•Communities benefit through increased productivity

•Education leads to improved employment pathways and higher income

•Individuals may perceive a net cost to education and therefore choose not to invest

•Communities may lose human capital if students choose not to return to communities

•Pathways from education and training to work may be avoided in favour of alternative livelihood options

•Income benefit may not materialise

Social Capital Theory

•Investment in social capital gives access to wealth through social structures

•Communities strengthen through links to external sources of power


•Identification with powerful social structures may lead to exclusion from community power structures

•External sources of power act to protect and control resources to the exclusion of communities

•Lost opportunities to engage in the local cultural economy

Identity Capital Theory

•Investment in identity capital affirms role development consistent with ontologies associated with schooling

•Agency/choice/self-investment leads to improved health and wellbeing outcomes


•Conformance to educational identity expectations/aspirations may lead to identity confusion/crisis

•Conflicting identities may lead to ill-health and loss of cultural identity



Our research is a red flag for policy makers and service providers of boarding school for remote Aboriginal and Torres Strait Islander students

We are not suggesting that these are the only theories we could apply to this issue, but offer this analysis as a starting point to critically examine assumptions of those involved in policy and service delivery for boarders. What our analysis suggests is that the theoretical assumptions applied to boarding provision are often incorrect.

For some, the assumptions may work, but our concern is for those where the ‘good’ of boarding turns into a ‘bad’ for students, communities and families. To that end, along with the evidence and the recent reviews cited above, the analysis serves as something of a red flag and should cause all involved in what is akin to an experiment, to beware of the negative consequences of pursuing a policy that limits choice for remote families and may have profoundly dire results.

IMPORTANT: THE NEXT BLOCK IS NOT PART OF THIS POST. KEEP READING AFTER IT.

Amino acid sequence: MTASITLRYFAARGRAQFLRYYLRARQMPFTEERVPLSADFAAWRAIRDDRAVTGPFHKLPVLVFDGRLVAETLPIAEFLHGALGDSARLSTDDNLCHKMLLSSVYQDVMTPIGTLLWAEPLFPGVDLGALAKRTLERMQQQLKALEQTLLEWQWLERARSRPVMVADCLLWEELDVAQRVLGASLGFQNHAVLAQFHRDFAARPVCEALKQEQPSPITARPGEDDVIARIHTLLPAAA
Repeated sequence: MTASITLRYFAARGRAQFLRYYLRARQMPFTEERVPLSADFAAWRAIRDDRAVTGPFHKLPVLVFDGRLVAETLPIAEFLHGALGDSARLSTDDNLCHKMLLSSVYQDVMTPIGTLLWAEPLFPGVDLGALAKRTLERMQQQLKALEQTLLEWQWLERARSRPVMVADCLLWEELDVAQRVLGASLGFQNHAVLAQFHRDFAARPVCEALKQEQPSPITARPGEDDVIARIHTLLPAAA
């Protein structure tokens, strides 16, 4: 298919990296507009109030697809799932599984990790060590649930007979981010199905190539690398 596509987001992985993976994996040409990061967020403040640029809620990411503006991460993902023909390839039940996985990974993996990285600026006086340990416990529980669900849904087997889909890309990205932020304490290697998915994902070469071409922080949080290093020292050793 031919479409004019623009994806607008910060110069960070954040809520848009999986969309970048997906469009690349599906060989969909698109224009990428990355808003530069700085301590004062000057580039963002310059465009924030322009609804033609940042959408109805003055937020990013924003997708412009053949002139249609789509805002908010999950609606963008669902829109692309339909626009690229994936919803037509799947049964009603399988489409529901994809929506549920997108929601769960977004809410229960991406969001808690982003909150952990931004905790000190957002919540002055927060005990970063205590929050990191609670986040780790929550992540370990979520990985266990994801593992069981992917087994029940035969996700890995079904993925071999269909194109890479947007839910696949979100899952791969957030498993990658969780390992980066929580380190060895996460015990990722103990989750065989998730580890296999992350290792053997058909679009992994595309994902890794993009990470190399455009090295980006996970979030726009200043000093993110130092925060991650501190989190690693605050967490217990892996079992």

John Guenther is currently the Research Leader—Education and Training for Batchelor Institute of Indigenous Tertiary Education, based in Darwin. His work focuses on learning contexts, theory and practice and policies as they connect with Aboriginal and Torres Strait Islander people. Between 2011 and 2016 he led the Remote Education Systems project with the CRC for Remote Economic Participation. More detail about John’s work is available at remote education systems.



Bill Fogarty is currently the A/C Deputy Director of the National Centre for Indigenous Studies at the ANU in Canberra. He has a long history of research and work in Indigenous Education and is currently a Chief Investigator on a number of large research projects including the Australian Research Council funded ‘Deficit Discourse and Indigenous Education’ project.


Note: The blog post image is Yirara College in Alice Springs in the Northern Territory, a Lutheran boarding school for Aboriginal students. Students from remote communities go all over Australia to boarding schools.

In the Northern Territory about 700 Aboriginal students would go to boarding schools within the NT and another 1000 or so would go to interstate boarding schools.


This is Ampilawatja school, a remote school in the NT. This is typical of schools (where they are available) in remote regions.


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Why and how to use different teaching methods with Indigenous students